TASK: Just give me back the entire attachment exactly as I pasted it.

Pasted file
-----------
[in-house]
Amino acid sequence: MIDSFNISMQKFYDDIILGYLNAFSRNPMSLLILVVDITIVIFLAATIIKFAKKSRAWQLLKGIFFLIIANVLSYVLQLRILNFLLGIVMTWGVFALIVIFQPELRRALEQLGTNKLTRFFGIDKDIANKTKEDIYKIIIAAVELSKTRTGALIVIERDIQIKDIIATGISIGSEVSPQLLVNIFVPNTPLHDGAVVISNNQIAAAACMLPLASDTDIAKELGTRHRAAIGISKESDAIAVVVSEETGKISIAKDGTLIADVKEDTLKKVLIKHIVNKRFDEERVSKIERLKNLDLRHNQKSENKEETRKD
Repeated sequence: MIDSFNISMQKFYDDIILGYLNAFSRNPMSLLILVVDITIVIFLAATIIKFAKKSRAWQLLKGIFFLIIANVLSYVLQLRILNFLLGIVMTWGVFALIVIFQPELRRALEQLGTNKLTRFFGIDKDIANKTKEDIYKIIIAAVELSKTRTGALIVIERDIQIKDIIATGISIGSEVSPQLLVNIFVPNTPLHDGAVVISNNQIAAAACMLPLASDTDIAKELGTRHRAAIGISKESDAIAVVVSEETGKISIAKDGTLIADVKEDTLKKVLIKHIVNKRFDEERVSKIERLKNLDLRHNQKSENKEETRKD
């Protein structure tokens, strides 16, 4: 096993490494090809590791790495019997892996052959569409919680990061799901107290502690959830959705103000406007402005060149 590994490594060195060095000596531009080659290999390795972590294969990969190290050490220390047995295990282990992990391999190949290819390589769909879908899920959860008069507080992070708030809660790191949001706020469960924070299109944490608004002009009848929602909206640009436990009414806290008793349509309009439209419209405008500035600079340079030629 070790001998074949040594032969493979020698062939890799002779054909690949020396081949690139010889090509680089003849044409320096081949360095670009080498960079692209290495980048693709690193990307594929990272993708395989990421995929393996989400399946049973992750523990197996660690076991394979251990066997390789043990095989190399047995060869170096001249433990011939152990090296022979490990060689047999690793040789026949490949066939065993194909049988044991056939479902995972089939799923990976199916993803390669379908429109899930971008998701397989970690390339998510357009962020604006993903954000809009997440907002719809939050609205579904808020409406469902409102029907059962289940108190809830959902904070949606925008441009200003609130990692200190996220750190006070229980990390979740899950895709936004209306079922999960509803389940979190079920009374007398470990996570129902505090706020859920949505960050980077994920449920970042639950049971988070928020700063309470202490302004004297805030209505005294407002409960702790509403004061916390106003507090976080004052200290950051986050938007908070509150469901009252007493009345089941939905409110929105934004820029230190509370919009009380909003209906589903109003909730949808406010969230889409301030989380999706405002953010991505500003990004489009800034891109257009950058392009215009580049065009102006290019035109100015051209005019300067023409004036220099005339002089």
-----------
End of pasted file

[in-house]
Amino acid sequence: MIDSFNISMQKFYDDIILGYLNAFSRNPMSLLILVVDITIVIFLAATIIKFAKKSRAWQLLKGIFFLIIANVLSYVLQLRILNFLLGIVMTWGVFALIVIFQPELRRALEQLGTNKLTRFFGIDKDIANKTKEDIYKIIIAAVELSKTRTGALIVIERDIQIKDIIATGISIGSEVSPQLLVNIFVPNTPLHDGAVVISNNQIAAAACMLPLASDTDIAKELGTRHRAAIGISKESDAIAVVVSEETGKISIAKDGTLIADVKEDTLKKVLIKHIVNKRFDEERVSKIERLKNLDLRHNQKSENKEETRKD
Repeated sequence: MIDSFNISMQKFYDDIILGYLNAFSRNPMSLLILVVDITIVIFLAATIIKFAKKSRAWQLLKGIFFLIIANVLSYVLQLRILNFLLGIVMTWGVFALIVIFQPELRRALEQLGTNKLTRFFGIDKDIANKTKEDIYKIIIAAVELSKTRTGALIVIERDIQIKDIIATGISIGSEVSPQLLVNIFVPNTPLHDGAVVISNNQIAAAACMLPLASDTDIAKELGTRHRAAIGISKESDAIAVVVSEETGKISIAKDGTLIADVKEDTLKKVLIKHIVNKRFDEERVSKIERLKNLDLRHNQKSENKEETRKD
């Protein structure tokens, strides 16, 4: 096993490494090809590791790495019997892996052959569409919680990061799901107290502690959830959705103000406007402005060149 590994490594060195060095000596531009080659290999390795972590294969990969190290050490220390047995295990282990992990391999190949290819390589769909879908899920959860008069507080992070708030809660790191949001706020469960924070299109944490608004002009009848929602909206640009436990009414806290008793349509309009439209419209405008500035600079340079030629 070790001998074949040594032969493979020698062939890799002779054909690949020396081949690139010889090509680089003849044409320096081949360095670009080498960079692209290495980048693709690193990307594929990272993708395989990421995929393996989400399946049973992750523990197996660690076991394979251990066997390789043990095989190399047995060869170096001249433990011939152990090296022979490990060689047999690793040789026949490949066939065993194909049988044991056939479902995972089939799923990976199916993803390669379908429109899930971008998701397989970690390339998510357009962020604006993903954000809009997440907002719809939050609205579904808020409406469902409102029907059962289940108190809830959902904070949606925008441009200003609130990692200190996220750190006070229980990390979740899950895709936004209306079922999960509803389940979190079920009374007398470990996570129902505090706020859920949505960050980077994920449920970042639950049971988070928020700063309470202490302004004297805030209505005294407002409960702790509403004061916390106003507090976080004052200290950051986050938007908070509150469901009252007493009345089941939905409110929105934004820029230190509370919009009380909003209906589903109003909730949808406010969230889409301030989380999706405002953010991505500003990004489009800034891109257009950058392009215009580049065009102006290019035109100015051209005019300067023409004036220099005339002089």